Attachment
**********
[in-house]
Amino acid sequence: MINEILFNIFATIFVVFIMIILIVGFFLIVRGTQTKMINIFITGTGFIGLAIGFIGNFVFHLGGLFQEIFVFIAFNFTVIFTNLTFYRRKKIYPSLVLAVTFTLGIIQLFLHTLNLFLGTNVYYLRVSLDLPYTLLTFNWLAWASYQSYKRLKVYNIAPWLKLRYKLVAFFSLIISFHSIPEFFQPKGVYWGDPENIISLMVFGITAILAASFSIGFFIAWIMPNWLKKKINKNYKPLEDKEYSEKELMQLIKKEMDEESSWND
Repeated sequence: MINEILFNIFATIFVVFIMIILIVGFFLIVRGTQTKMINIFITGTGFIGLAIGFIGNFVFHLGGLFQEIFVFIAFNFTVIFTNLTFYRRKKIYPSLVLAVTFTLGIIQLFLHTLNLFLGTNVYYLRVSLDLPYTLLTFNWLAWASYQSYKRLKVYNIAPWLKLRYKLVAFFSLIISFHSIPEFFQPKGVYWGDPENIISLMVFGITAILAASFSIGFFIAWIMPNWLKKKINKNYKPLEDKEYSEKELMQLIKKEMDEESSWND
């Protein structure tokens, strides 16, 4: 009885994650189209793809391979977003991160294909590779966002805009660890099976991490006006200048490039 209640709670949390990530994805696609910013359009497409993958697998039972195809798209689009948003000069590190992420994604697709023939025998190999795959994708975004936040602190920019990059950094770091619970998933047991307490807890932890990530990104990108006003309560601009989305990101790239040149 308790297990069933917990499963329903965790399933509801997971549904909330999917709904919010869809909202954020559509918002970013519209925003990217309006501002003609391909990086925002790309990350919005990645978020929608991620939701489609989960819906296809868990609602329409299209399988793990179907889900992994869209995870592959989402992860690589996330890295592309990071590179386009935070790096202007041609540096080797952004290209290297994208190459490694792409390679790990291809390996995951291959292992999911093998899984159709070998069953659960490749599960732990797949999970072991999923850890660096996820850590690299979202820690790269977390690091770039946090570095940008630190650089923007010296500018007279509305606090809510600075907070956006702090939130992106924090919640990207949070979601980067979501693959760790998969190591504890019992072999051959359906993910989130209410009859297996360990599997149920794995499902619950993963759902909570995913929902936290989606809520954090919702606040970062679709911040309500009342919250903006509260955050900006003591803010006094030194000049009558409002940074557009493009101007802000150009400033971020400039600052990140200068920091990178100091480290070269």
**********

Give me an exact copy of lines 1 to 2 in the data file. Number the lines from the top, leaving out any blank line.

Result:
[in-house]
Amino acid sequence: MINEILFNIFATIFVVFIMIILIVGFFLIVRGTQTKMINIFITGTGFIGLAIGFIGNFVFHLGGLFQEIFVFIAFNFTVIFTNLTFYRRKKIYPSLVLAVTFTLGIIQLFLHTLNLFLGTNVYYLRVSLDLPYTLLTFNWLAWASYQSYKRLKVYNIAPWLKLRYKLVAFFSLIISFHSIPEFFQPKGVYWGDPENIISLMVFGITAILAASFSIGFFIAWIMPNWLKKKINKNYKPLEDKEYSEKELMQLIKKEMDEESSWND